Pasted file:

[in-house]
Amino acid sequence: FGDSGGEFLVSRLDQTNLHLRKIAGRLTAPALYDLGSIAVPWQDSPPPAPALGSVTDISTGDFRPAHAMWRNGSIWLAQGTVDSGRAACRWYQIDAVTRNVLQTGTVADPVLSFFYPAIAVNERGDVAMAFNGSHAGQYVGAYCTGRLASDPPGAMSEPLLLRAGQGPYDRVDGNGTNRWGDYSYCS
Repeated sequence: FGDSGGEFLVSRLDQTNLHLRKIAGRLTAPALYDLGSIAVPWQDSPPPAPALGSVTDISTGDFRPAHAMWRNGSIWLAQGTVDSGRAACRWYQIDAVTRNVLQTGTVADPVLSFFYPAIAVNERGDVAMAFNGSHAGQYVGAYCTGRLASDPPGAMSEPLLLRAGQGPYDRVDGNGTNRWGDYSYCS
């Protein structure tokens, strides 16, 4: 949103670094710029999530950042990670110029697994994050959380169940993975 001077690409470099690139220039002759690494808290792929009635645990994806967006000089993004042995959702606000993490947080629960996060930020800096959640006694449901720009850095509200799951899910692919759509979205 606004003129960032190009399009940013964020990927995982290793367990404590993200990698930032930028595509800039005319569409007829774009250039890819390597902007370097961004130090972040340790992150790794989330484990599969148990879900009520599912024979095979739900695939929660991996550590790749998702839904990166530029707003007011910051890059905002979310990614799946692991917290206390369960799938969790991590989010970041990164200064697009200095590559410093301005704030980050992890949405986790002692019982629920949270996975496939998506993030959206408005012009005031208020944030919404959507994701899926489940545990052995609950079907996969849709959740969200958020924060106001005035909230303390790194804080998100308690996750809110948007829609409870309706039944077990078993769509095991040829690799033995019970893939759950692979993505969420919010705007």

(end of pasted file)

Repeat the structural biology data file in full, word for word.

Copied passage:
[in-house]
Amino acid sequence: FGDSGGEFLVSRLDQTNLHLRKIAGRLTAPALYDLGSIAVPWQDSPPPAPALGSVTDISTGDFRPAHAMWRNGSIWLAQGTVDSGRAACRWYQIDAVTRNVLQTGTVADPVLSFFYPAIAVNERGDVAMAFNGSHAGQYVGAYCTGRLASDPPGAMSEPLLLRAGQGPYDRVDGNGTNRWGDYSYCS
Repeated sequence: FGDSGGEFLVSRLDQTNLHLRKIAGRLTAPALYDLGSIAVPWQDSPPPAPALGSVTDISTGDFRPAHAMWRNGSIWLAQGTVDSGRAACRWYQIDAVTRNVLQTGTVADPVLSFFYPAIAVNERGDVAMAFNGSHAGQYVGAYCTGRLASDPPGAMSEPLLLRAGQGPYDRVDGNGTNRWGDYSYCS
């Protein structure tokens, strides 16, 4: 949103670094710029999530950042990670110029697994994050959380169940993975 001077690409470099690139220039002759690494808290792929009635645990994806967006000089993004042995959702606000993490947080629960996060930020800096959640006694449901720009850095509200799951899910692919759509979205 606004003129960032190009399009940013964020990927995982290793367990404590993200990698930032930028595509800039005319569409007829774009250039890819390597902007370097961004130090972040340790992150790794989330484990599969148990879900009520599912024979095979739900695939929660991996550590790749998702839904990166530029707003007011910051890059905002979310990614799946692991917290206390369960799938969790991590989010970041990164200064697009200095590559410093301005704030980050992890949405986790002692019982629920949270996975496939998506993030959206408005012009005031208020944030919404959507994701899926489940545990052995609950079907996969849709959740969200958020924060106001005035909230303390790194804080998100308690996750809110948007829609409870309706039944077990078993769509095991040829690799033995019970893939759950692979993505969420919010705007």